Zona model saws arrive with the blades cutting on the pull stroke, which in western saws is the wrong way around. The pull stroke requires a different approach to sawing because it can sometimes seem as though we are standing on the wrong side of the saw. This is especially so for those of us raised in the west who are used to pushing the saw into the wood  instead of pulling. This video shows you how reverse the direction of the teeth to give a little more bite to this feisty little saw, which no woodworker should be without by the way. I have used these saws for decades now and they give the thinnest cut of any saw I own and on the push stroke at that. They are tough enough to cut many materials ranging from plastics and mild metals, abalone, bone and much more. Though the teeth are originally set in the spline to cut on the pull stroke, the saws are a made in the USA product. Having a spline means there is no particular benefit to its manufacturers arrangement so I suggest you try it both ways and see what you think.

Here’s a video to show you how.

4 Comments

  1. Eddy flynn on 29 August 2015 at 10:16 am

    thanks for this timely blog i keep promising myself a zona modellers saw but there are a number of them out there which one do you recomend, thanks



  2. Bob Wilkinson on 29 August 2015 at 3:06 pm

    Paul once again very practical and clever.
    When I looked for the saw I found there were different TPI’s (52, 42). Which one were you working on changing and is that the one you’ve used?
    Thanks
    bob w



  3. James Edey on 29 August 2015 at 6:17 pm

    Paul, thanks for the information. I would be interested on your take on Japanese saws which cut on the pull stroke. Are they any good? Thanks.



  4. Jeremy on 8 November 2018 at 3:03 am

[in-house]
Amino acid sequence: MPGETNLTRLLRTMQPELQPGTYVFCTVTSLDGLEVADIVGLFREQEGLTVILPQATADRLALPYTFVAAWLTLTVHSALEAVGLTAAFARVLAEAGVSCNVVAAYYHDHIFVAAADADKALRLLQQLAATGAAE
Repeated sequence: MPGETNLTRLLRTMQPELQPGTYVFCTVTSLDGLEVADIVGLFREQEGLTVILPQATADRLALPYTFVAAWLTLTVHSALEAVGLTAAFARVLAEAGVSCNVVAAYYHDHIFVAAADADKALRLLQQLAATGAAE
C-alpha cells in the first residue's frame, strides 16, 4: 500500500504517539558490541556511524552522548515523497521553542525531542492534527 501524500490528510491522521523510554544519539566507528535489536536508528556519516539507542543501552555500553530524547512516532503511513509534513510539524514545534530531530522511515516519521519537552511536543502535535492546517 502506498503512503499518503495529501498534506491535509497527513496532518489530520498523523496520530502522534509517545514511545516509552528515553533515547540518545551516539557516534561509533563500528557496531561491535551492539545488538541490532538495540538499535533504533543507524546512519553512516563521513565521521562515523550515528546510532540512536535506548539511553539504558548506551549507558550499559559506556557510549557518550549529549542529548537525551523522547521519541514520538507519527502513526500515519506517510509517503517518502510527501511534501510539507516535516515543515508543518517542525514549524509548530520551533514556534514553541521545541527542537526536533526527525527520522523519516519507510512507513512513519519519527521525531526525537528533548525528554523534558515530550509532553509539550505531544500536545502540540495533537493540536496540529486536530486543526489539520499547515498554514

Recently took on this mini project as recommended by Paul. Please know that apparently Zona has started to use glue on the spines. In Paul’s video this wasn’t the case. After a good deal of frustration I discovered this design change. The glue is heat sensitive, so a heat gun or blow dryer will break it’s adhesion. Lesson learned in blood and sweat, literally.



  • Samuel on Working AloneThere’s a childlike joy in only having the bare essentials in tools and knowing them and admiring them.
  • Anthont on Edge Sharpening Under £10I found the 240 grit plate I have seemed to wear very quickly. I wonder if that is normal for them to wear for the first few sharpens, unless I’m unlucky?
  • Marty on MisnomersI'll be 61 this month and it astonishes me just how much the world of work has changed over the years. I started out as a commercial artist, but that occupation soon gave way to co…
  • Marty on Working AloneNot long ago the Mrs. and myself put an old metal cart in front of the house out by the curb with a sign: Free Stuff We were able to get rid of quite a bit of items we no longer ha…
  • Adrian Gamble on Working AlonePaul not only are you a bright star in the passion of crafting wood to your will, you have a wonderful philosophical view of the world around you. Please keep on inspiring others a…
  • Wayne Whalen on Working AloneLoneliness is mans greatest fear. Even as he grows older and looks for solitude he can't overcome loneliness. He goes into his workshop and he plays his music and has his dog to ta…
  • Bram on Why Suggest Economy Tools?I have a newish disston that I made a new handle for and for some reason thought it would be fine to hand grind a full length taper on with a vernier, some old stones and sandpaper…